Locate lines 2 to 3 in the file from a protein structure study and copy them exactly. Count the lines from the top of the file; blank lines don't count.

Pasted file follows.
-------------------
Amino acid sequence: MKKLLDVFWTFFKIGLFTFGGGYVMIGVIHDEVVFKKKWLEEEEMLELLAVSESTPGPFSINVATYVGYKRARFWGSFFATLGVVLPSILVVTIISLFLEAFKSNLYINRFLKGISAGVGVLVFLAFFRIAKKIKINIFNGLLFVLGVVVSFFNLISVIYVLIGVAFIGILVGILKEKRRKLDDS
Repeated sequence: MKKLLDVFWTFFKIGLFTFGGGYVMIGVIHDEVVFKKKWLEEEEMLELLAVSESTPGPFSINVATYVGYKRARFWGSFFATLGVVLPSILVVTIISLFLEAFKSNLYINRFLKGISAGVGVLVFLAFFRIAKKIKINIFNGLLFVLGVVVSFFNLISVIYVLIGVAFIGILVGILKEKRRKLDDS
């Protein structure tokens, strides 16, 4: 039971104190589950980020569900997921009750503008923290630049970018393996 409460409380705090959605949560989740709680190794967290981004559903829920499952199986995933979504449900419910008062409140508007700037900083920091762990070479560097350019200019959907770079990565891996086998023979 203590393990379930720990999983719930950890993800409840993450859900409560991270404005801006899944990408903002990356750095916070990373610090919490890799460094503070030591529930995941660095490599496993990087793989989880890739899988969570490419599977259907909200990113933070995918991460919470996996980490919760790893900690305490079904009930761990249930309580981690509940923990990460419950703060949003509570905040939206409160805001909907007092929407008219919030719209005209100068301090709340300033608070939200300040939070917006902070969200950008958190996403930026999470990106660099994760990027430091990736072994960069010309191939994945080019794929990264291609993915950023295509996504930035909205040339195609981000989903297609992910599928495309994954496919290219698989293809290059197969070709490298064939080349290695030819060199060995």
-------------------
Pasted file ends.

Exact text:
Repeated sequence: MKKLLDVFWTFFKIGLFTFGGGYVMIGVIHDEVVFKKKWLEEEEMLELLAVSESTPGPFSINVATYVGYKRARFWGSFFATLGVVLPSILVVTIISLFLEAFKSNLYINRFLKGISAGVGVLVFLAFFRIAKKIKINIFNGLLFVLGVVVSFFNLISVIYVLIGVAFIGILVGILKEKRRKLDDS
């Protein structure tokens, strides 16, 4: 039971104190589950980020569900997921009750503008923290630049970018393996 409460409380705090959605949560989740709680190794967290981004559903829920499952199986995933979504449900419910008062409140508007700037900083920091762990070479560097350019200019959907770079990565891996086998023979 203590393990379930720990999983719930950890993800409840993450859900409560991270404005801006899944990408903002990356750095916070990373610090919490890799460094503070030591529930995941660095490599496993990087793989989880890739899988969570490419599977259907909200990113933070995918991460919470996996980490919760790893900690305490079904009930761990249930309580981690509940923990990460419950703060949003509570905040939206409160805001909907007092929407008219919030719209005209100068301090709340300033608070939200300040939070917006902070969200950008958190996403930026999470990106660099994760990027430091990736072994960069010309191939994945080019794929990264291609993915950023295509996504930035909205040339195609981000989903297609992910599928495309994954496919290219698989293809290059197969070709490298064939080349290695030819060199060995």